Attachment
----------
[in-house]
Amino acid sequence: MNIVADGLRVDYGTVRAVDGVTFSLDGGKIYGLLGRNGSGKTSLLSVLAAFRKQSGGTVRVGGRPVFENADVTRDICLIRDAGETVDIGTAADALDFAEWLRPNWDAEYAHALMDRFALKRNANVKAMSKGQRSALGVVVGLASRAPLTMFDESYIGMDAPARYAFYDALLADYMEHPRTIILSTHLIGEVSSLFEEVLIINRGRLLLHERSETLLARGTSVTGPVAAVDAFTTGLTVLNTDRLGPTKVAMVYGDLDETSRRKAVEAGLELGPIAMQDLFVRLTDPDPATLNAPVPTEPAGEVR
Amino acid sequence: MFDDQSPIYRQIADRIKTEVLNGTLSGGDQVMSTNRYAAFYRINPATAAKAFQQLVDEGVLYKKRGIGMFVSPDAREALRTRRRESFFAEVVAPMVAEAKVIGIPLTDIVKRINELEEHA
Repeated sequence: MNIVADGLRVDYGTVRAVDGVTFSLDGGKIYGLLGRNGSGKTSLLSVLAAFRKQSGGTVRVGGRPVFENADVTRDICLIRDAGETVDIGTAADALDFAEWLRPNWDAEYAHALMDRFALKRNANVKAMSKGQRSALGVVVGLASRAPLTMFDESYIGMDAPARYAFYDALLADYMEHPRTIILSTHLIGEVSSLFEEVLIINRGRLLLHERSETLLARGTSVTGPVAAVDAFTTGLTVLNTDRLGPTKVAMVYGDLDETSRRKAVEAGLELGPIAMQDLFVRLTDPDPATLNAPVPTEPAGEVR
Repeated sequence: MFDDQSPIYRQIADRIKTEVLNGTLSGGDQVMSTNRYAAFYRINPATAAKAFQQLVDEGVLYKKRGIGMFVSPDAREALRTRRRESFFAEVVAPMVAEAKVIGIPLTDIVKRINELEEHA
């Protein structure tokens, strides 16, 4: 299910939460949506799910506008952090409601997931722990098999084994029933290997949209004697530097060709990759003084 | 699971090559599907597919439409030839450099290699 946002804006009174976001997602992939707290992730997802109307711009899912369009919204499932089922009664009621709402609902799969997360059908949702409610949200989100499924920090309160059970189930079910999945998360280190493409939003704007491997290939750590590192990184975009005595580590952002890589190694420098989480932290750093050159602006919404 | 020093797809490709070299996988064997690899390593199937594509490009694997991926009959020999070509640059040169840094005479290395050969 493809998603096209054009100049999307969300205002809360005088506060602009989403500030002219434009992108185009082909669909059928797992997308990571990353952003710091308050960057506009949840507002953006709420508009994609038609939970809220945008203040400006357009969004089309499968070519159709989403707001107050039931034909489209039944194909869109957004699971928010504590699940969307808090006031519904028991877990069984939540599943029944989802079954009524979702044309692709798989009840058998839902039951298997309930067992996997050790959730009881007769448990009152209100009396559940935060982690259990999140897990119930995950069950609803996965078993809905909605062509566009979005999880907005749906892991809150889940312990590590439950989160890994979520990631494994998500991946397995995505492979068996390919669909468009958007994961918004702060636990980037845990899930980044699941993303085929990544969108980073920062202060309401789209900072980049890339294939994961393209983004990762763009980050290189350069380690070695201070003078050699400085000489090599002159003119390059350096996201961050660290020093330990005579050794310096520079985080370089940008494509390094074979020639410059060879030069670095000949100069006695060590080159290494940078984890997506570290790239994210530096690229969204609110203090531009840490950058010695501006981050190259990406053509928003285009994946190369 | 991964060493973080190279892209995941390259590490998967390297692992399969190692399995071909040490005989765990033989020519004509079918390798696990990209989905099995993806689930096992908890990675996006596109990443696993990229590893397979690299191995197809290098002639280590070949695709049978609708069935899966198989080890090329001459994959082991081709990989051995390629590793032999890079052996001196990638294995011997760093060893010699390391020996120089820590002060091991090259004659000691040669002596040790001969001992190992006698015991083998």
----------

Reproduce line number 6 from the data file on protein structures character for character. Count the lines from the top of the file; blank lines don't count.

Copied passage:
């Protein structure tokens, strides 16, 4: 299910939460949506799910506008952090409601997931722990098999084994029933290997949209004697530097060709990759003084 | 699971090559599907597919439409030839450099290699 946002804006009174976001997602992939707290992730997802109307711009899912369009919204499932089922009664009621709402609902799969997360059908949702409610949200989100499924920090309160059970189930079910999945998360280190493409939003704007491997290939750590590192990184975009005595580590952002890589190694420098989480932290750093050159602006919404 | 020093797809490709070299996988064997690899390593199937594509490009694997991926009959020999070509640059040169840094005479290395050969 493809998603096209054009100049999307969300205002809360005088506060602009989403500030002219434009992108185009082909669909059928797992997308990571990353952003710091308050960057506009949840507002953006709420508009994609038609939970809220945008203040400006357009969004089309499968070519159709989403707001107050039931034909489209039944194909869109957004699971928010504590699940969307808090006031519904028991877990069984939540599943029944989802079954009524979702044309692709798989009840058998839902039951298997309930067992996997050790959730009881007769448990009152209100009396559940935060982690259990999140897990119930995950069950609803996965078993809905909605062509566009979005999880907005749906892991809150889940312990590590439950989160890994979520990631494994998500991946397995995505492979068996390919669909468009958007994961918004702060636990980037845990899930980044699941993303085929990544969108980073920062202060309401789209900072980049890339294939994961393209983004990762763009980050290189350069380690070695201070003078050699400085000489090599002159003119390059350096996201961050660290020093330990005579050794310096520079985080370089940008494509390094074979020639410059060879030069670095000949100069006695060590080159290494940078984890997506570290790239994210530096690229969204609110203090531009840490950058010695501006981050190259990406053509928003285009994946190369 | 991964060493973080190279892209995941390259590490998967390297692992399969190692399995071909040490005989765990033989020519004509079918390798696990990209989905099995993806689930096992908890990675996006596109990443696993990229590893397979690299191995197809290098002639280590070949695709049978609708069935899966198989080890090329001459994959082991081709990989051995390629590793032999890079052996001196990638294995011997760093060893010699390391020996120089820590002060091991090259004659000691040669002596040790001969001992190992006698015991083998």